Sadiq Khan has warned Londoners' will die if the capital continues to be hit with coronavirus testing shortages
Sadiq Khan has warned Londoners' will die if the capital continues to be hit with coronavirus testing shortages amid fears a lack of swabs could be masking the true scale of the city's outbreak.
The London Mayor's sobering warning came as the number of swabs carried out in the capital dipped below the national average, despite being the most densely populated city in the country.
Testing in London was slashed from 90,000 per week in mid-August to 65,000 last month, after capacity was stripped out of the capital and reallocated to hotspots in the North of England. Testing is thought to have risen slightly in the last week, but Mr Khan argues it is still not enough to cope with the rising cases in the city.
Londoners suspected of having the disease have for weeks been unable to access swabs, with reports of some being told to travel hundreds of miles or even cross borders into the devolved nations to get checked.
The Government is struggling to cope with 200,000 swabs being processed each day and has had to start rationing who an get a test to deal with the growing demand as the virus continues to re-surge.
The volume of people needing tests is expected to surge significantly moving into winter as the flu and colds start to plague the population and cause Covid-19-like symptoms, such as a fever and continuous cough . Testing is the only tool health officials have to tell whether someone actually has the viral disease.
Mr Khan warned the capital could now be hurtling towards catastrophe as cases of coronavirus continue to spike but testing continues to plummet, potentially allowing infections to slip under the radar. He said any further decrease in testing 'risks lives with winter approaching'.
It comes amid fears London could be hit with a local lockdown, with Mr Khan warning tighter measures 'couldn't be ruled out' if the rising wave was not curbed. Public Health England has put every borough of the city on its watchlist as an area of 'concern', meaning it will be monitored closely in the coming days and weeks.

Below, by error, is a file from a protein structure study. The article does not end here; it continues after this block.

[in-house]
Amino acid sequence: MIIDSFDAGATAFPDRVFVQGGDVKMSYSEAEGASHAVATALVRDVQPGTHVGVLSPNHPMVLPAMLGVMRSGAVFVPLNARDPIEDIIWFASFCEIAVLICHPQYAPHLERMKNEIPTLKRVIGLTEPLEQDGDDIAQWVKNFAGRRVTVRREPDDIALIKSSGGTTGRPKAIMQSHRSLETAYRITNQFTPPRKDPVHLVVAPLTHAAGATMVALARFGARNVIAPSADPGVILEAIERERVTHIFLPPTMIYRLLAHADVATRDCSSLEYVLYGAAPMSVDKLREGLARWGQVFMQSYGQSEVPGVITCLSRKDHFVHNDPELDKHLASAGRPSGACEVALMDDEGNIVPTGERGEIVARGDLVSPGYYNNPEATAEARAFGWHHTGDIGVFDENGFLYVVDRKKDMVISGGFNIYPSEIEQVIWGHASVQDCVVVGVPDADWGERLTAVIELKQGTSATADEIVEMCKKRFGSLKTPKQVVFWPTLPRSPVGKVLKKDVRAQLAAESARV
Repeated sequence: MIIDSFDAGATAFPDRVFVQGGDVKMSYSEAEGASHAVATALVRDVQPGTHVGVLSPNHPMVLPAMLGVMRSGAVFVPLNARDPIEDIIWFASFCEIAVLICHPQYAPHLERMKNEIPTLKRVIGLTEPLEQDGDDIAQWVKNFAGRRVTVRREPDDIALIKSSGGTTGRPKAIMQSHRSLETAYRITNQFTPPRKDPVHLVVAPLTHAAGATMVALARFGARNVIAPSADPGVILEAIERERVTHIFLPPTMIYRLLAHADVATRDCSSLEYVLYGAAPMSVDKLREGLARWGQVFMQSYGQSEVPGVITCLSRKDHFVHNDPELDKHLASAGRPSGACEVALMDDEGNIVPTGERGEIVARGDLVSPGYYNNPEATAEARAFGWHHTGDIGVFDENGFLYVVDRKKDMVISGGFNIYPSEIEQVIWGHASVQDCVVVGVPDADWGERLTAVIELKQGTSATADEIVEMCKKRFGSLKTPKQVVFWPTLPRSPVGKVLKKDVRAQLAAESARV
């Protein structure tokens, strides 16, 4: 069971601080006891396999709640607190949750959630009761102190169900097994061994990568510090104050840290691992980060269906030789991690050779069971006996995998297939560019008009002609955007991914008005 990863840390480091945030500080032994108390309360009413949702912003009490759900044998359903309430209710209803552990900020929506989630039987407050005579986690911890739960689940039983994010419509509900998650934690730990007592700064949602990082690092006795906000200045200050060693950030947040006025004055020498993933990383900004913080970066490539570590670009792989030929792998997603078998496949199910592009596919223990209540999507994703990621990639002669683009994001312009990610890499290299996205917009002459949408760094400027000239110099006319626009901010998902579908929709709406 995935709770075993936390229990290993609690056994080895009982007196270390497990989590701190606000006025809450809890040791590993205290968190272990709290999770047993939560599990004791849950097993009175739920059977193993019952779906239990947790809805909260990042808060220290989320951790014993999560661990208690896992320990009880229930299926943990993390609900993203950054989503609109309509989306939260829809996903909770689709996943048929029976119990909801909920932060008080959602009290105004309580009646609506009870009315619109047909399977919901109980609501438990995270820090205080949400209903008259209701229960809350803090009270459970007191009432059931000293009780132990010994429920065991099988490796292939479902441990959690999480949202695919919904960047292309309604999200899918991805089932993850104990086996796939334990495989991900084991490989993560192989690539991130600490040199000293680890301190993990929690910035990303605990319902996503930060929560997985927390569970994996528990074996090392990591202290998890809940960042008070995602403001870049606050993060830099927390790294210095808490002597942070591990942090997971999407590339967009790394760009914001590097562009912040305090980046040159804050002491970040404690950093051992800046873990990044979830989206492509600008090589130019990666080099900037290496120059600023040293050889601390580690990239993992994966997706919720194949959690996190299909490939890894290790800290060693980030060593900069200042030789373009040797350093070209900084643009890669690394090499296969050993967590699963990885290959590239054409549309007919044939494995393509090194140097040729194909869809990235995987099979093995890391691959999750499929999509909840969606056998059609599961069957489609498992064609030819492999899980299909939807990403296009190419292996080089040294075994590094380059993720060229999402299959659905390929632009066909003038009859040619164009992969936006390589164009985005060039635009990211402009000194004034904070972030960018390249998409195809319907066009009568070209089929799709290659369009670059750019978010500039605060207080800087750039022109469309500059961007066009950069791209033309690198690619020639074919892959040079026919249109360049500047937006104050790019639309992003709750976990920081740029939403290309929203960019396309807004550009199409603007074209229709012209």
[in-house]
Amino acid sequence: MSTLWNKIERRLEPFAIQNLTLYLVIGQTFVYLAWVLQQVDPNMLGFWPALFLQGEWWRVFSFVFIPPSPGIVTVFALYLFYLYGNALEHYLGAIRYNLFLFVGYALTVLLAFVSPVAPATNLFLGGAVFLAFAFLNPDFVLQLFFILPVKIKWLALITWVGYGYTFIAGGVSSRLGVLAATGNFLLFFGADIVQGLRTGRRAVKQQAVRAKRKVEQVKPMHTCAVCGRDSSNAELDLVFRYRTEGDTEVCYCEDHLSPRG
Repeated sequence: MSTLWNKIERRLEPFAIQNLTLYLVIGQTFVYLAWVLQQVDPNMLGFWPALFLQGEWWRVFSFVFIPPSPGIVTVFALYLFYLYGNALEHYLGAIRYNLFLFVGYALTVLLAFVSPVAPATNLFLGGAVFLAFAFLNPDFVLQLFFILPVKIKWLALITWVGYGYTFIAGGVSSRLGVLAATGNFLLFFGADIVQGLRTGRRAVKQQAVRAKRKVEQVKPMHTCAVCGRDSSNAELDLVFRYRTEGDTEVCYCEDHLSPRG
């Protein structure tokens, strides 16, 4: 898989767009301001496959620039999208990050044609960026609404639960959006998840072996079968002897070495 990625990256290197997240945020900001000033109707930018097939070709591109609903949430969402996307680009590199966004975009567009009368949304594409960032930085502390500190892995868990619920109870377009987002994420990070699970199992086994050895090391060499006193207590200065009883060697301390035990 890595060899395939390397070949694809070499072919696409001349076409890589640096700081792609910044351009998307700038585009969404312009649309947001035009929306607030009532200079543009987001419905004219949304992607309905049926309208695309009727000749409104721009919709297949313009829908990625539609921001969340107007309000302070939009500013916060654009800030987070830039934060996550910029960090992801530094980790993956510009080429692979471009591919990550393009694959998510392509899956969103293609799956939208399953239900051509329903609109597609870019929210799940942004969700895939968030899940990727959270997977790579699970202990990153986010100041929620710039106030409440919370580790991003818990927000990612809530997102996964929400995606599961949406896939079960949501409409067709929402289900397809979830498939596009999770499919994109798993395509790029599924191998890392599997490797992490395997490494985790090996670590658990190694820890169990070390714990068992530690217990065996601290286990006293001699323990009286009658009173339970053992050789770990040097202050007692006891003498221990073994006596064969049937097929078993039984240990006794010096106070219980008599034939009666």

London so far seems to have been spared the worst of Britain's second wave of Covid-19, with northern cities like Manchester and Liverpool bearing the brunt of the second wave of the pandemic. London's infection rate stands at 33.6 per 100,000, on average — a figure which has risen 28 per cent in a week but pales in comparison to Manchester's 530 or Liverpool's 300.
But statistics signal the capital city — home to around 9million people — is trending in the wrong direction, with infections doubling in a fortnight and cases soaring in all but one borough. However, hospital admission data is looking less bleak. There are just 34 admissions per day on average – down from an average 39 on September 25 and just 4.5 per cent of the level seen at the peak of the crisis in April.
Coronavirus cases rose in all boroughs of London except Camden in the last week of September, according to Public Health England data, but none have a rate higher than the England average (56.9 positive tests per 100,000 people)
Public Health England data shows how the weekly infection rate — the amount of Covid-19 cases diagnosed per 100,000 people in a week — is rising quickest in Richmond upon Thames, rising by 153.6 per cent in a week. It has dropped in Camden by around 70 per cent
Mr Khan told The Evening Standard: 'Testing capacity was taken away from London last month and is currently below the England average of 150 people tested per 100,000 per day.
'Given London's size, population and complexity there is a strong argument for testing to be significantly above national levels to control the virus effectively.
'It beggars belief that six months into this crisis, the Government still does not have a grip on one of the fundamental ways to control the spread.'
In a clear warning shot at officials, he added: 'Any further failure to increase testing across the capital risks lives with winter approaching.'
Signs are emerging that the virus is rebounding in London, with some boroughs seeing the ratio of positive tests per 100,000 people more than double in seven days.
A London hospital went into partial lockdown yesterday while staff battled an Covid-19 outbreak that has infected seriously-ill patients in its intensive care unit and on a renal ward.
Bosses have placed St Helier Hospital in south London in partial lockdown, restricting visitors and yesterday diverting ambulances from its A&E unit.
The infections were found over the weekend and a major investigation has been launched into how the infection got into patients being treated for other illnesses.
It is believed six patients were infected but there is concern the virus got into the intensive care unit which houses the most sick patients.
A hospital source said: 'Infection control in intensive care is very strict. It's very concerning that people fighting for their life already have become infected.'
The Government has been under pressure for months to introduce routine weekly testing of hospital staff for coronavirus.
Last week the House of Commons Health Committee added its weight to the call for regular testing to protect patients.
Covid infections have hit several other hospitals in recent weeks with the finger being pointed at staff spreading the virus.
It is believed hundreds of patients have died during the pandemic from hospital acquired Covid passed on by staff.
A spokesman for Epsom and St Helier NHS Trust said: 'A small number of patients have tested positive for COVID-19 during admission to the Renal